• Economic factors (e.g. unemployment) can be predictors for suicide.

Network theory of suicide (NTS) - Bernice A. Pescosolido, and Sharon Georgianna, 1989 [10]

  • The theory focuses on the protective effect of religions and creating an elaborated network interpretation based on Durkheim’s theory.

Interpersonal Theory of Suicide (IPTS) – Thomas Joiner, 2005 [11][12][13]

  • The combination of two interpersonal constructs - thwarted belongingness and perceived burdensomeness - can cause a dangerous desire for suicide. The effect of perceived burdensomeness on suicide ideation was most supported in later studies while the effect of thwarted belongingness was less supported [14].

Fluid Vulnerability Theory (FVT) - Rudd David, 2006 [15]

  • The theory focuses on the dynamic interactions of risk factors in short and long term to form time-limited suicidal episodes which vary in duration and severity.

Integrated Motivational–Volitional Model (IMV) – Rory O’Connor, 2011 [16][17]

  • The model comprises of three phases: pre-motivational, motivational, and volitional - whereas biosocial and motivational factors contribute to the formation of suicidal thoughts. Defeat and entrapment were stated as the main drives for suicidal ideation.

Three-step Theory (3ST) – David Klonsky and Alexis, 2015 [18]

  • Regarding suicidal ideation, the theory states that suicidal thoughts arise from pain combined with hopelessness and suicidal ideation in those suffering from pain and hopelessness may escalate in the absence of social connectedness.

Emerging information-processing-based theory

To explore deeper into the “how” aspect of suicidal ideation and develop a framework that is consistent with former widely supported theories and findings, Nguyen et al. propose the suicidal ideation mechanism [19] based on the Mindsponge theory of information processing [20][21].

According to this mechanism, there are two fundamental conditions for suicidal thoughts to emerge and persist within the mind: (1) suicide-related information needs to exist in the surrounding environment and (2) the value of suicide needs to be perceived as “beneficial” (in other words the suicide-related information must be accepted by the current mindset). It is important to note that this acceptance varies in belief strength. The acceptance is temporary or partial at a low level of suicide desire. If the value of suicide is reinforced enough and become deeply integrated into the mindset, the decision to carry out the corresponding behavior (suicide attempt) may occur.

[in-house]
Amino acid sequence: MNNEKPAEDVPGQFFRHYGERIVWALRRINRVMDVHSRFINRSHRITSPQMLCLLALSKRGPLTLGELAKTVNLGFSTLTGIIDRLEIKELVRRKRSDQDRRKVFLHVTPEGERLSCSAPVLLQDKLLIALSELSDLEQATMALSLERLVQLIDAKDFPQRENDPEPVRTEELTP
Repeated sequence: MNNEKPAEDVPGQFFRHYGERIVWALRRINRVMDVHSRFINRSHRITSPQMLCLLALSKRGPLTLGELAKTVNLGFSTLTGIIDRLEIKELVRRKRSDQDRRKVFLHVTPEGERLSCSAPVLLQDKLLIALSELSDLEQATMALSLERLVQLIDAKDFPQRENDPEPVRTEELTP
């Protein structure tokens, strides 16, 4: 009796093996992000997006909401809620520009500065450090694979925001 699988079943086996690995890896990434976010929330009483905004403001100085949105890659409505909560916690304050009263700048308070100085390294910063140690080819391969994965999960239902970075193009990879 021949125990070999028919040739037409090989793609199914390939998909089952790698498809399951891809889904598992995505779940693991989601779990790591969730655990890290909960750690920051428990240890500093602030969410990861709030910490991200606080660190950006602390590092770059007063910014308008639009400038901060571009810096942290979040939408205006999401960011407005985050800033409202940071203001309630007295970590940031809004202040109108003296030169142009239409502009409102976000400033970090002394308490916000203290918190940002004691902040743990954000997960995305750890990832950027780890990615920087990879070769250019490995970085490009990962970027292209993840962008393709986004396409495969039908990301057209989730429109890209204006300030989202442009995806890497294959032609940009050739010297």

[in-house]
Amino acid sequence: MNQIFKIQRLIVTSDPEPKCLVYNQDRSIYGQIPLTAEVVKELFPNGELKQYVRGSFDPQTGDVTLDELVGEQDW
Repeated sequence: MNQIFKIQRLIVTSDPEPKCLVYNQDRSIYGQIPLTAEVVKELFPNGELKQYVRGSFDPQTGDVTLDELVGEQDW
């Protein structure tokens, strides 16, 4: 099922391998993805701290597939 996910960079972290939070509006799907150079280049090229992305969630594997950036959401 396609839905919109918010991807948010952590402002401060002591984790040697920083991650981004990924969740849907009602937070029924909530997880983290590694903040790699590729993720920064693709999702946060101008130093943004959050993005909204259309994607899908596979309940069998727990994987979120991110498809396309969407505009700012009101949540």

As one of the main principles of the Mindsponge framework states that a value is accepted when its perceived benefit is greater than its perceived cost, in the context of suicidality, a person accepting the value of suicide into their mindset when he/she perceives suicide to have more benefit over its cost. The perceived costs of suicide are the negative values attached to the act of suicide (e.g. biological death, impacts on social connections, the moral implication of self-killing, etc.). The perceived benefit of suicide is the cessation of suffering attached to the current and projected future state of living (e.g. physical or psychological pain, etc.).

In this information processing mechanism, the sense of connectedness can act as a trust factor (“priority pass”) in the filtering process. A higher level of connectedness means easier reception and acceptance of information from other people in society. It is worth noting that depending on the information sources and contexts, this effect can be either positive (e.g. in cases of help-related information [19]) or negative (e.g. in cases of suicide contagion [22]). Similarly, other psychosocial factors can influence the probability of suicidal ideation by affecting the information accessibility of information supporting or negating suicide desire as well as affecting the cost-benefit-based filtering processes of such information. For example, the psycho-religious mechanism of suicide was developed based on the same principles with the interactions with religiosity [23].